This means, for example, that you will not be able to view the property unless the seller has given the tenant 24 hours’ notice and obtained their permission for you to do so.
Remember that the eviction procedure can be lengthy. It is best to wait until the property is vacant before completing a sale.
Houses in multiple occupation (HMO properties) and blocks of flats are sold at auction as valuable investments.
Houses of multiple occupation (or HMOs) are properties which three or more people are renting who are not from one 'household' (for example from a family), but they share facilities like the bathroom and kitchen. The property rental level can often determine the sale price, just as much as the building itself.
Property portfolios are also appearing more frequently at auction, from owners who simply want to cash in and take advantage of the ease of selling and swift transaction that the auction room brings. It is not uncommon for the portfolio to be offered in the first instance, as one lot, and if failing to sell, being divided and offered individually.
Some properties which would have been rented as one family home can be converted into multiple rooms with five or six tenants, bringing in a stronger return on investment, making it obvious why HMOs are quickly becoming the most attractive form of buy-to-let.
Deciding to pursue this type of investment requires a lot of background research, as well as careful thought and consideration. Some top tips to consider:
Location – think about the location of potential HMOs. Amenities, convenience stores and good transport links are all important for attracting tenants. Make sure there is demand in the area. In some popular locations, class 4, C4, or article 4 could be required because HMO’s may be saturating the area, this is more common in student areas where the percentage of house’s converted to HMO’s is higher than residential homes.
Work with your local council – if you are considering a purchasing a property for conversion, with the intention of turning it into a HMO, you will need to speak to your HMO officer at the local council and ask what their requirements are, such as fire safety policies and licencing (see next point).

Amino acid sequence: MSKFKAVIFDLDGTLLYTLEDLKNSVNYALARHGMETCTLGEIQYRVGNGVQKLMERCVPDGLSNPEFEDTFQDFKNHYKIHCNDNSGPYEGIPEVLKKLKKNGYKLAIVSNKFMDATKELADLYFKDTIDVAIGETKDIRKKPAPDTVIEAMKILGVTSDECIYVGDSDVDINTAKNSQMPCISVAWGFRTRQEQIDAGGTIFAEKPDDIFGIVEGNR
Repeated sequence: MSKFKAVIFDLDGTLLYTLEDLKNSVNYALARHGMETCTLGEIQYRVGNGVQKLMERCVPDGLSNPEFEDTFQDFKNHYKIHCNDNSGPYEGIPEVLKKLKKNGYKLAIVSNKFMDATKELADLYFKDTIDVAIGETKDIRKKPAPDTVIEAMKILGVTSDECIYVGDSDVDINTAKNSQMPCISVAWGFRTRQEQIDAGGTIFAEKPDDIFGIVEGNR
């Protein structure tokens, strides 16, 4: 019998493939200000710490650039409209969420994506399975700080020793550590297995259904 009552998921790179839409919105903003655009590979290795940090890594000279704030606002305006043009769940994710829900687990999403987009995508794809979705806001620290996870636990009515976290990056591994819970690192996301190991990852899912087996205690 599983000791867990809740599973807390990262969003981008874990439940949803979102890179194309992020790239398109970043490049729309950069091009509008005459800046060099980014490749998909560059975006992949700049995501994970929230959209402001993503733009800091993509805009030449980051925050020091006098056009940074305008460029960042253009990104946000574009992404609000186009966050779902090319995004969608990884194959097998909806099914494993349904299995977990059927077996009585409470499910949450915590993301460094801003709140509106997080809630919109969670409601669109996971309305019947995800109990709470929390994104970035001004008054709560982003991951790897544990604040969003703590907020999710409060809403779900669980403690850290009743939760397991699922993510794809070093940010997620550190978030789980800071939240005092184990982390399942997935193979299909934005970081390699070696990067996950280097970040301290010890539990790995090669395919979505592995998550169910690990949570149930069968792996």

Licensing – you will need to consider that, for larger HMOs, by law the property has to be licensed with the council. Larger HMOs are usually properties that have three or more storeys and five or more tenants using shared facilities. Licenses usually have to be renewed every five years and you can be fined up to £20,000 for renting out an unlicensed HMO, so make sure you talk to your local authority about what is required from you to avoid any nasty surprises. It's worth noting that some councils have introduced additional licensing schemes which extend licensing to a wider range of HMOs - not just the three storey ones. Make sure you know the rules in your area!
Budget – set out your budget from the start. HMOs have a great return on investment but you don’t want to spend over and beyond what you need to. Look at auction catalogues before you attend and know your limits. If it’s a conversion, get quotes from builders, also cost out things like furniture and fire safety equipment.
The obvious attraction in repossessed houses and flats is the low reserve, reflected in the guide price. It’s low because although the lender has a duty to sell at the best price, time is money, and they will want to recoup their funds as quickly as possible. Which means that you can buy cheap houses and other properties at a UK property auction. It’s possible to pick up repossessed or distressed sale properties with up to 30% off the market price at residential auctions. For those willing to put the work in, both on research and repairs, these can represent some of the best buys on the market.
Remember that 'Repossession' doesn’t always mean 'bargain'. It's essential to view other properties and research the area thoroughly, just as you would with any other new house. A few quick tips for you:
Carefully consider its transport links, employment levels in the areas and whether the schools are any good.
Confirm that the previous tenants have handed over the keys and the property is unoccupied. If the repossessed property was previously owned by a buy-to-let landlord, it is possible that the property may be resold with a tenant in place.
A small fly in the ointment is that when you move in, some services, such as gas and electricity, may have been cut off. Most energy companies will switch you back on for free, but phone lines usually have a charge.
Check your credit rating a few months after you’ve moved in, just to make sure your finances don’t get incorrectly mixed up with the previous owners'.
Keep an eye out for red debt collection letters addressed to the previous owners. Give the companies a call (if it's clear who has sent it) and let them know the previous owners have moved, in case they send bailiffs round.
The downside is these properties often need a refurb. At best, they might feel a bit unlived-in. At worst, the previous owner could have stripped out all fixtures and fittings before leaving.
Find a Property